I was a building designer in North Korea, but mostly worked as a construction site worker. My father was thrown out of the Worker's Party and everyone in my home was forced to the countryside.

Because of hunger, I escaped in 1999 and lived in China for 2.5 years, but could not stay there due to the Chinese policemen. I jumped over the German Embassy's wall in Beijing and then made my way to South Korea.

I then studied abroad in the UK majoring in globalization and developmental studies at the University of Sheffield.

When I returned to South Korea, I worked at the Citizen's Alliance for North Korean Human Rights. Then I started my job here at the Daily NK beginning of July 2013.

Here is an image of me outside the Daily NK office

Hi guys, I'm one of the interns helping u/newkorea with his AMA. We posted here last time, but didn't send enough evidence to show he was from the North. We sent the mods this article featuring his escape, along with his passport that contains his name and photo.

Right now, we're raising money to get an upgrade to our site. Our goal isn't just to get a better web design, but to also protect ourselves from more cyber attacks. Earlier around March, our site was hacked which was traced back to Pyongyang.

Everyone here at the Daily NK is excited for this AMA, and we all look forward to your questions!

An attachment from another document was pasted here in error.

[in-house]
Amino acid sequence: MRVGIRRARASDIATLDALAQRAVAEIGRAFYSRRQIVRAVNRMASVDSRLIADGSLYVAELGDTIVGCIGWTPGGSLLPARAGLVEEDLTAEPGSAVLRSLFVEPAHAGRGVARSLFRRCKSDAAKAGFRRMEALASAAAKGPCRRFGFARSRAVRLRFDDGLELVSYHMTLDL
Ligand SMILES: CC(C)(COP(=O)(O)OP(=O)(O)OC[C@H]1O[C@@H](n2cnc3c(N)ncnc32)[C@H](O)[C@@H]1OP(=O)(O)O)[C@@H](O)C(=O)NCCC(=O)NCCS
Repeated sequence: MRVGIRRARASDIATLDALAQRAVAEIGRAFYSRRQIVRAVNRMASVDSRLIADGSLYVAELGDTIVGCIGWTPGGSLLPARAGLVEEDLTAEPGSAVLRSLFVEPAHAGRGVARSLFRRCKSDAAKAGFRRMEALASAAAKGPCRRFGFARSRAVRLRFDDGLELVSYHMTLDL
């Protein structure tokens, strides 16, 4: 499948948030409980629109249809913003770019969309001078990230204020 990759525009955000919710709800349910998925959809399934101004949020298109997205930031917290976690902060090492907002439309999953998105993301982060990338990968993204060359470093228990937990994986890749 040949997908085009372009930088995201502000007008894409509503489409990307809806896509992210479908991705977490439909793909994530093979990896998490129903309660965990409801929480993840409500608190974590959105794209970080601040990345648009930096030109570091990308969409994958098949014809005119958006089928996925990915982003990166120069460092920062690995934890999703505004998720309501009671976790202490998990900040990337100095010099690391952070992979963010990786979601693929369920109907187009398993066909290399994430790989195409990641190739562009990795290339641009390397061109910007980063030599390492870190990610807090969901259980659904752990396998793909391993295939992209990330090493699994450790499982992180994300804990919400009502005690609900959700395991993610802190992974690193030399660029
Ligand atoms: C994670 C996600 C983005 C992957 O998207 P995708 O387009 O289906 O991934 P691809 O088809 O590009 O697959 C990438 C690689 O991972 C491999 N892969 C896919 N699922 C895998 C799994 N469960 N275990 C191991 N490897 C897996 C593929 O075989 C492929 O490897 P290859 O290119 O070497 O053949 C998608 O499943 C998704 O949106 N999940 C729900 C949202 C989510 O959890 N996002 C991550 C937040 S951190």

Edit: Hi guys, it's the intern here. We're thrilled that everyone has such an interest in North Korea! Right now, it's closing time here in Seoul so everyone's heading home. But we promise to eventually come to your questions.

I just want to make one more pitch about our Indiegogo campaign. We have 8 days left and our goal is to raise another $3,000 to get not only a better site, but to protect ourselves from North Korean hackers. It would be extremely helpful if any of you could make a donation so we can continue to report on a country in which little is known.

Edit2: Wanted to make a shout out to r/NorthKoreaNews for advertising our AMA and also just having a subreddit dedicated to stories on North Korea!

Comments: 794 • Responses: 73  • Date: 

DootchBarg181 karma

Was there any historical events/knowledge did you not know happen or existed untill you escaped? For instance, moon landing etc, ancient Egypt, the Romans..

Edit: moar historical examples

newkorea263 karma

No I never knew about the moon landing. I did learn a bit about the Egyptians and the Romans. I had a basic world history course, and learned about the opium war involving Britain and China.

butt-plug173 karma

When you had escaped, did you know of North Korea's international reputation? Or had you been censored into believing it was a good place?

newkorea375 karma

Yes, I thought North Korea is the strongest country under the leader of Kim Jung Il and a good place to live because I had n't known much about outside of the country. And I believed the famine and economic recession was because of US empire and its allies repression to overthrow North Korea.

AtlasWes121 karma

In your opinion, what percentage of people in North Korea actually believe that the Kim family are God like figures?

newkorea214 karma